The 12-day Asian tour of President Donald Trump has been an example of transactional approach within the paradigm of international relations. We saw a similar direction during his initial tour that took him to Saudi Arabia and later to different countries in Europe and also to Israel.
This trend was also evident during his meetings in Washington and New York with heads of government from different countries who came to call on him after his victory in the presidential election. In a manner of speaking, it has been “America first” all the way.
Through this procedure he has underlined that if any country desires a higher degree of US partnership, then they need to find out ways as to how they can purchase more US products and through such measure reduce existing balance of trade advantage that they might possess vis-a-vis the US. This may also be interpreted as a functional step aimed at enhancing employment opportunities in the US.
This Asian journey came amidst a growing vulnerability of the Trump administration within the domestic front. This evolving political scenario back home gave Trump’s trip a sensitive dimension.
Analysts have observed that during his visit to Japan, Republic of Korea, and Vietnam, President Trump has tried to reassure these countries that the US, according to Edward Luce, “will remain a steadfast Asia-Pacific power in the context of an increasingly ebullient China.”
This has, however, been slightly awkward given the fact that the US, after Trump assumed his office, pulled out from the 12-nation Trans Pacific Partnership (TPP) regional trade deal.
Trump through his trip to Japan and South Korea has directly underlined the reinforcing of America’s alliances with these two countries
The other focal point has been a sustained effort by the US to convince China to dismantle North Korea’s “metastasising nuclear weapons program.” This has gained urgency because intelligence agencies have determined that Pyongyang might have the capacity to strike the US mainland within 18 months.
Accordingly, as a pre-emptive gesture, he reminded the North Korean dictator at Yokota Air Base -- “we will never yield, never waver and never falter in defense of our people, our freedom and our great American flag.” Fortunately such inflammatory language was replaced during the course of the visit with greater restraint.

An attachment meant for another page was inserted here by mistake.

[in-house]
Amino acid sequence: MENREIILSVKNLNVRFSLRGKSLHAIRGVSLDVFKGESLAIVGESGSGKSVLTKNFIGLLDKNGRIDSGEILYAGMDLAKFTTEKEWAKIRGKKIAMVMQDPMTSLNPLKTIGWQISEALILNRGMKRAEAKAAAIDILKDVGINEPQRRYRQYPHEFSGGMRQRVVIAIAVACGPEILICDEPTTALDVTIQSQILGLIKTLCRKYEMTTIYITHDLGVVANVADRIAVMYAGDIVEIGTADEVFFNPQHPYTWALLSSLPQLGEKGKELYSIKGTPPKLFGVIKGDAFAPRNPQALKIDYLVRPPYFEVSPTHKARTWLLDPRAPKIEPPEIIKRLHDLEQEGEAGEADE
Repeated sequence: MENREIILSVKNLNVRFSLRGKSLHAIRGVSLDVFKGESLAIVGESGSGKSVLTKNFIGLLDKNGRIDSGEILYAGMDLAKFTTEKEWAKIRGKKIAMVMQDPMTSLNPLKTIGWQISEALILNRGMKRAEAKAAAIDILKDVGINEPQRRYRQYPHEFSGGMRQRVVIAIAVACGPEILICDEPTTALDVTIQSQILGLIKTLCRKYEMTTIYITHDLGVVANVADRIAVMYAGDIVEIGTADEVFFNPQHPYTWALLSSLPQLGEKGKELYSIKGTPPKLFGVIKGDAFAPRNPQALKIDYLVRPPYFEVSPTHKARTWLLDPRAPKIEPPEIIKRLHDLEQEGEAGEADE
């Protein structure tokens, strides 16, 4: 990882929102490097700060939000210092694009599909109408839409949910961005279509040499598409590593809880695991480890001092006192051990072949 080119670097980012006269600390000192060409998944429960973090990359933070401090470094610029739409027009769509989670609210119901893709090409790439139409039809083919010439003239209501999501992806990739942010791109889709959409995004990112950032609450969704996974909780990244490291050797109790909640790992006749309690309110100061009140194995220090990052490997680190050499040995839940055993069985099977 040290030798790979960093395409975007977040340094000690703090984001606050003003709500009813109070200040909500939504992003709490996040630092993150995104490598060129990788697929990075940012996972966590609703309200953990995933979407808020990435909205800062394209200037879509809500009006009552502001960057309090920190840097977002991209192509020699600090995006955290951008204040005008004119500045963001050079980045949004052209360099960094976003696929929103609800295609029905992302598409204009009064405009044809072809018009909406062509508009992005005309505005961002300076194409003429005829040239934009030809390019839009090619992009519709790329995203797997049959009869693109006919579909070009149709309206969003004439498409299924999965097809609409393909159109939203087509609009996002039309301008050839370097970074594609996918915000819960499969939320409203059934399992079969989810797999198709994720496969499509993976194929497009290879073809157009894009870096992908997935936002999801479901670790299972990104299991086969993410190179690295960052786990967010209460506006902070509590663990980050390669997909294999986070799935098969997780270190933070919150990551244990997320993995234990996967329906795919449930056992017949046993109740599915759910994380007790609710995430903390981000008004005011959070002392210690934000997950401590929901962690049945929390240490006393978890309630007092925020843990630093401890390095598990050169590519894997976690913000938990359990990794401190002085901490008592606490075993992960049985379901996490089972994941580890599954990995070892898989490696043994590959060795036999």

In Japan, Trump retained a hardline approach on the North Korean issue and expressed the need to further cement the Japan-US alliance, based on trust. He also expressed hope that Putin would help contain North Korea and solve that emerging “big problem.”
In Seoul, the North Korean issue persisted. Trump had earlier expressed dissatisfaction over South Korean President Moon Jae-in’s “appeasement” overtures towards North Korea, but this time he had a more toned-down approach.
This was reflected in comments made by Lt General R McMaster, Trump’s national security adviser. In remarks given to Yomiuri Shimbun, he emphasised that Trump now feels the need to “consult with leaders across the region to understand better what more can be done to resolve this crisis short of war -- which obviously everyone needs to avoid.”
Gideon Rachman in this regard has observed that Chinese President Xi has also tried to usher in some degree of compromise. He has urged the restarting of the diplomatic process where North Korea would stop its development of nuclear weapons and in return the US would freeze military exercises that alarms Pyongyang.